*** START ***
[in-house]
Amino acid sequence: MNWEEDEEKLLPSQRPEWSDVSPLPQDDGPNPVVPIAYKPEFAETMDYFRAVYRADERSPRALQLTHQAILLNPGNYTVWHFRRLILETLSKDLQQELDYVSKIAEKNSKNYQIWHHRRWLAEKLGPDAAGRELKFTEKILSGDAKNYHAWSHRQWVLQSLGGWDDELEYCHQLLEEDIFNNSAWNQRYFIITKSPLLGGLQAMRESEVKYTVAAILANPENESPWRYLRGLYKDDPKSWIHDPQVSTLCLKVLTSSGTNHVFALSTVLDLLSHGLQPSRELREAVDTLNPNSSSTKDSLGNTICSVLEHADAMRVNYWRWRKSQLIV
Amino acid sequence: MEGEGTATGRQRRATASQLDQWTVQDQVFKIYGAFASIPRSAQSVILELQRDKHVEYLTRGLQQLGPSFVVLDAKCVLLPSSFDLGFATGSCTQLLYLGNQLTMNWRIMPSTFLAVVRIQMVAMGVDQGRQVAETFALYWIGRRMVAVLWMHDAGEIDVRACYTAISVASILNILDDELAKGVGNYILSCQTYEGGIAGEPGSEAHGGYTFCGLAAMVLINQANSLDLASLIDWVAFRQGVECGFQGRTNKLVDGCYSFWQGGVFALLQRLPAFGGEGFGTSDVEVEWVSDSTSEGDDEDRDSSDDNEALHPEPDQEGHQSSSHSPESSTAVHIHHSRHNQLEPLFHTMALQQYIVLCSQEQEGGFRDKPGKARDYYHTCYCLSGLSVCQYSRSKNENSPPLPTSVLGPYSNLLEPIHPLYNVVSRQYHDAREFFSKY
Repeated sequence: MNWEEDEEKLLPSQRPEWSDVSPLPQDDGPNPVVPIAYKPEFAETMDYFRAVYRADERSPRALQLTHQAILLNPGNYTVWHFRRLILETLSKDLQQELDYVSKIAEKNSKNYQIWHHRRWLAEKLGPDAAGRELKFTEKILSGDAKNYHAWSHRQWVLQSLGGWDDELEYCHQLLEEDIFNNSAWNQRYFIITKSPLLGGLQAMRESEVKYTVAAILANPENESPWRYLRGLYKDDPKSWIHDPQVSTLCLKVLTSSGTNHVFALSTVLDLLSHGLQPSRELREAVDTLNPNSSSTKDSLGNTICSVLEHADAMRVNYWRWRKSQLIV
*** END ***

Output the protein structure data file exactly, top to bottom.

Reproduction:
[in-house]
Amino acid sequence: MNWEEDEEKLLPSQRPEWSDVSPLPQDDGPNPVVPIAYKPEFAETMDYFRAVYRADERSPRALQLTHQAILLNPGNYTVWHFRRLILETLSKDLQQELDYVSKIAEKNSKNYQIWHHRRWLAEKLGPDAAGRELKFTEKILSGDAKNYHAWSHRQWVLQSLGGWDDELEYCHQLLEEDIFNNSAWNQRYFIITKSPLLGGLQAMRESEVKYTVAAILANPENESPWRYLRGLYKDDPKSWIHDPQVSTLCLKVLTSSGTNHVFALSTVLDLLSHGLQPSRELREAVDTLNPNSSSTKDSLGNTICSVLEHADAMRVNYWRWRKSQLIV
Amino acid sequence: MEGEGTATGRQRRATASQLDQWTVQDQVFKIYGAFASIPRSAQSVILELQRDKHVEYLTRGLQQLGPSFVVLDAKCVLLPSSFDLGFATGSCTQLLYLGNQLTMNWRIMPSTFLAVVRIQMVAMGVDQGRQVAETFALYWIGRRMVAVLWMHDAGEIDVRACYTAISVASILNILDDELAKGVGNYILSCQTYEGGIAGEPGSEAHGGYTFCGLAAMVLINQANSLDLASLIDWVAFRQGVECGFQGRTNKLVDGCYSFWQGGVFALLQRLPAFGGEGFGTSDVEVEWVSDSTSEGDDEDRDSSDDNEALHPEPDQEGHQSSSHSPESSTAVHIHHSRHNQLEPLFHTMALQQYIVLCSQEQEGGFRDKPGKARDYYHTCYCLSGLSVCQYSRSKNENSPPLPTSVLGPYSNLLEPIHPLYNVVSRQYHDAREFFSKY
Repeated sequence: MNWEEDEEKLLPSQRPEWSDVSPLPQDDGPNPVVPIAYKPEFAETMDYFRAVYRADERSPRALQLTHQAILLNPGNYTVWHFRRLILETLSKDLQQELDYVSKIAEKNSKNYQIWHHRRWLAEKLGPDAAGRELKFTEKILSGDAKNYHAWSHRQWVLQSLGGWDDELEYCHQLLEEDIFNNSAWNQRYFIITKSPLLGGLQAMRESEVKYTVAAILANPENESPWRYLRGLYKDDPKSWIHDPQVSTLCLKVLTSSGTNHVFALSTVLDLLSHGLQPSRELREAVDTLNPNSSSTKDSLGNTICSVLEHADAMRVNYWRWRKSQLIV